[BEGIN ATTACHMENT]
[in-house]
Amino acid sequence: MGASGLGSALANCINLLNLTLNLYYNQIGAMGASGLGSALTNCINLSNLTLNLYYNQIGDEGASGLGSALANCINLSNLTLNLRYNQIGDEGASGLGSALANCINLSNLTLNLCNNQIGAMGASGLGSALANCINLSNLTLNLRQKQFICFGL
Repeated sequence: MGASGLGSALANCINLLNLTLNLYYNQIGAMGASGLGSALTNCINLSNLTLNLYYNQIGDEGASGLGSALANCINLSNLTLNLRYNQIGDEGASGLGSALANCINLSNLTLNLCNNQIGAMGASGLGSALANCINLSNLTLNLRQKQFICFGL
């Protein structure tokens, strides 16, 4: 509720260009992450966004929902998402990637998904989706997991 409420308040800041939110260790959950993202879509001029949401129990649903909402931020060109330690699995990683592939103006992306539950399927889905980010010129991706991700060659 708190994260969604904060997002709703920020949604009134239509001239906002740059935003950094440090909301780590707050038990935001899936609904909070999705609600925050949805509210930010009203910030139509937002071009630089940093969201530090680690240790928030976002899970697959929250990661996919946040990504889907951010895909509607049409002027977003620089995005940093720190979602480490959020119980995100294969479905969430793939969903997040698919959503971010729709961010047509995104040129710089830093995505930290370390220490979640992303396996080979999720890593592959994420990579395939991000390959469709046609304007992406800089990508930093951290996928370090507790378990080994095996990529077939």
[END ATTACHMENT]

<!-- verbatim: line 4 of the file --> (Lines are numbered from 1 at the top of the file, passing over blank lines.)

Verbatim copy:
């Protein structure tokens, strides 16, 4: 509720260009992450966004929902998402990637998904989706997991 409420308040800041939110260790959950993202879509001029949401129990649903909402931020060109330690699995990683592939103006992306539950399927889905980010010129991706991700060659 708190994260969604904060997002709703920020949604009134239509001239906002740059935003950094440090909301780590707050038990935001899936609904909070999705609600925050949805509210930010009203910030139509937002071009630089940093969201530090680690240790928030976002899970697959929250990661996919946040990504889907951010895909509607049409002027977003620089995005940093720190979602480490959020119980995100294969479905969430793939969903997040698919959503971010729709961010047509995104040129710089830093995505930290370390220490979640992303396996080979999720890593592959994420990579395939991000390959469709046609304007992406800089990508930093951290996928370090507790378990080994095996990529077939």